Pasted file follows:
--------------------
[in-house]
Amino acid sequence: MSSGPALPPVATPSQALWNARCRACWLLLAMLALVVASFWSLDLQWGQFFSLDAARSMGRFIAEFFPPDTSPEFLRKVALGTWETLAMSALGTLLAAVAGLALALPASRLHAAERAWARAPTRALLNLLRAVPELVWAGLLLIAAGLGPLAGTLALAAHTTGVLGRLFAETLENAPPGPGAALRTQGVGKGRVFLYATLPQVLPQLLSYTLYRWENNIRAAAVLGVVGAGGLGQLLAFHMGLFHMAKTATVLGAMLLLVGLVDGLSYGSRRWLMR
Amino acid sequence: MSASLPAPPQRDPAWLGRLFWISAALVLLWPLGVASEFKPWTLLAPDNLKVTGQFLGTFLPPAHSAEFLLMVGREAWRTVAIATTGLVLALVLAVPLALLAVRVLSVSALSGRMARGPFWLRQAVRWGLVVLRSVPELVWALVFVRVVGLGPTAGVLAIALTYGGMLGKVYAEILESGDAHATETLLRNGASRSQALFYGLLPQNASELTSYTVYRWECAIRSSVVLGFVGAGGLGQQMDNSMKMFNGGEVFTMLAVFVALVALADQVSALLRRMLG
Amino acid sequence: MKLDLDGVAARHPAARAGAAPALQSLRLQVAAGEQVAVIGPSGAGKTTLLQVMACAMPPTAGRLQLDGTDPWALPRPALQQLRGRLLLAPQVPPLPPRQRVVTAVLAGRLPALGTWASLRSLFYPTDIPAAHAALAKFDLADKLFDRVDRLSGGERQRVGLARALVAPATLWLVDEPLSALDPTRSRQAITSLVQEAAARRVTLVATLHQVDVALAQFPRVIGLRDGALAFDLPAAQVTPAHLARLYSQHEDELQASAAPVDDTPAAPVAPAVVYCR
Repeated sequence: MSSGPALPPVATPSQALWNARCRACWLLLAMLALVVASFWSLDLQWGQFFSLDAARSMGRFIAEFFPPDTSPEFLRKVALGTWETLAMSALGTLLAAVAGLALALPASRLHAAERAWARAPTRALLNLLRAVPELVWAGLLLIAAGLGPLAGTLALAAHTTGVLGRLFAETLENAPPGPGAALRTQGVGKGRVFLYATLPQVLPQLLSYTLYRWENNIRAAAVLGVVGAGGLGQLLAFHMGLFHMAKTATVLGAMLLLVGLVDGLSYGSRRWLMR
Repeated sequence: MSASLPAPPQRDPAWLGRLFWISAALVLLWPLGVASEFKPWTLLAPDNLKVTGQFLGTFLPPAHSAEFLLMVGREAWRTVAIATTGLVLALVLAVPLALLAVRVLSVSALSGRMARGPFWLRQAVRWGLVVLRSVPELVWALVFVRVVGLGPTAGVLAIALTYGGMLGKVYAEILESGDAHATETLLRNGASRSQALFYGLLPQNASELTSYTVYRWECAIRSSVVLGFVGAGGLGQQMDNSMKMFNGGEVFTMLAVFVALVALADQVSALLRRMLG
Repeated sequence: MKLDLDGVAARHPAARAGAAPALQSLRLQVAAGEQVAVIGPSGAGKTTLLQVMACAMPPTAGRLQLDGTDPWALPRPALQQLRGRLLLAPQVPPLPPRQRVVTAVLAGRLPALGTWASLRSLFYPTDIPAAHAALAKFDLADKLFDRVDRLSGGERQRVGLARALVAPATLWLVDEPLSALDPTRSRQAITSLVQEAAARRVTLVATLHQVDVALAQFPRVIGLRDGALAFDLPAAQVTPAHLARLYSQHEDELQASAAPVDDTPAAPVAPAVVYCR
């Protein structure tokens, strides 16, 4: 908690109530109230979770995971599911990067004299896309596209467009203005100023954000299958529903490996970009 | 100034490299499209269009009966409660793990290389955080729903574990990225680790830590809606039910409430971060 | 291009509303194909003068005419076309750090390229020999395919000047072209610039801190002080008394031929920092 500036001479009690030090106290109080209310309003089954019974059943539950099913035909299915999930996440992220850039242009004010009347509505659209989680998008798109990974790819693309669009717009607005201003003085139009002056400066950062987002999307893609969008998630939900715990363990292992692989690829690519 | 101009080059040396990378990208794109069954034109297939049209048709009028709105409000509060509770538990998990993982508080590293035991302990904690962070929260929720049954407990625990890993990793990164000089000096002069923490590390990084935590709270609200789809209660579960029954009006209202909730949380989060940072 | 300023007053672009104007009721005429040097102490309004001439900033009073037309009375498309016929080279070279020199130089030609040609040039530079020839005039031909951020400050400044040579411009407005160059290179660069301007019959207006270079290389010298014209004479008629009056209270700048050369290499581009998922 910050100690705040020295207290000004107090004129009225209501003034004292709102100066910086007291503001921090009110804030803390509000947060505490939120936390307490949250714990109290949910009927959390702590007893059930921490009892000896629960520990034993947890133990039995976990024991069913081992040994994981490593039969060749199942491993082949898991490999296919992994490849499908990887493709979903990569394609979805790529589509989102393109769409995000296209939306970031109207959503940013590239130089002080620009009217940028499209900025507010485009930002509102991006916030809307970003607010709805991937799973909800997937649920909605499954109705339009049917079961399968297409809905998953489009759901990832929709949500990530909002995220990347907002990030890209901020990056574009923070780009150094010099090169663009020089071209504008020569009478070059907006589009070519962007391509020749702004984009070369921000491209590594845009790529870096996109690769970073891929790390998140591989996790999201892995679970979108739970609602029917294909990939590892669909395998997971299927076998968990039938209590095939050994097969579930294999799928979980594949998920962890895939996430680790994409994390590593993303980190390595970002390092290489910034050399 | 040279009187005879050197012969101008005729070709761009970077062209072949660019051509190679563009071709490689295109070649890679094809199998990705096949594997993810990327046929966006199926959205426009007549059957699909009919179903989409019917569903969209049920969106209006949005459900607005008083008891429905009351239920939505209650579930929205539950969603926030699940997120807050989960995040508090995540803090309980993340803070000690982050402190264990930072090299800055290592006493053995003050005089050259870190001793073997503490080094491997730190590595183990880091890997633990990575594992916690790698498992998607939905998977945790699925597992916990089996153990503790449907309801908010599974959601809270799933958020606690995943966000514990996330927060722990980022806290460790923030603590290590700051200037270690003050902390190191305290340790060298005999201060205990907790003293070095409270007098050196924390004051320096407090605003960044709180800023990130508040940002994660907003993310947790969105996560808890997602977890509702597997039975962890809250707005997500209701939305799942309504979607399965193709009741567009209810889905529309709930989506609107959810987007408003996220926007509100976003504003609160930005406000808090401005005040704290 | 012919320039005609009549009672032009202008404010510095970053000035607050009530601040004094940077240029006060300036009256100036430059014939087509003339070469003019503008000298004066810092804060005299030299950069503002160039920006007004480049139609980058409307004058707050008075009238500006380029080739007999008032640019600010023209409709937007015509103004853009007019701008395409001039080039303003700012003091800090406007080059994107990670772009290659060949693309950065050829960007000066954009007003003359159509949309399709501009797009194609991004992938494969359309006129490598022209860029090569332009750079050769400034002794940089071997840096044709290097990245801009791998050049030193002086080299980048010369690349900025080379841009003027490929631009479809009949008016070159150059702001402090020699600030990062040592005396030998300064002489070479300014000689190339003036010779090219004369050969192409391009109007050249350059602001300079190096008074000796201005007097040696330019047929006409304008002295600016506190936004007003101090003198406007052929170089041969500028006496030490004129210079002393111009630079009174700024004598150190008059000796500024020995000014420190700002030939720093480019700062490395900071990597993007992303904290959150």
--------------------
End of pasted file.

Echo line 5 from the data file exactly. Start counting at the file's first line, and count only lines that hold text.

Repeated sequence: MSSGPALPPVATPSQALWNARCRACWLLLAMLALVVASFWSLDLQWGQFFSLDAARSMGRFIAEFFPPDTSPEFLRKVALGTWETLAMSALGTLLAAVAGLALALPASRLHAAERAWARAPTRALLNLLRAVPELVWAGLLLIAAGLGPLAGTLALAAHTTGVLGRLFAETLENAPPGPGAALRTQGVGKGRVFLYATLPQVLPQLLSYTLYRWENNIRAAAVLGVVGAGGLGQLLAFHMGLFHMAKTATVLGAMLLLVGLVDGLSYGSRRWLMR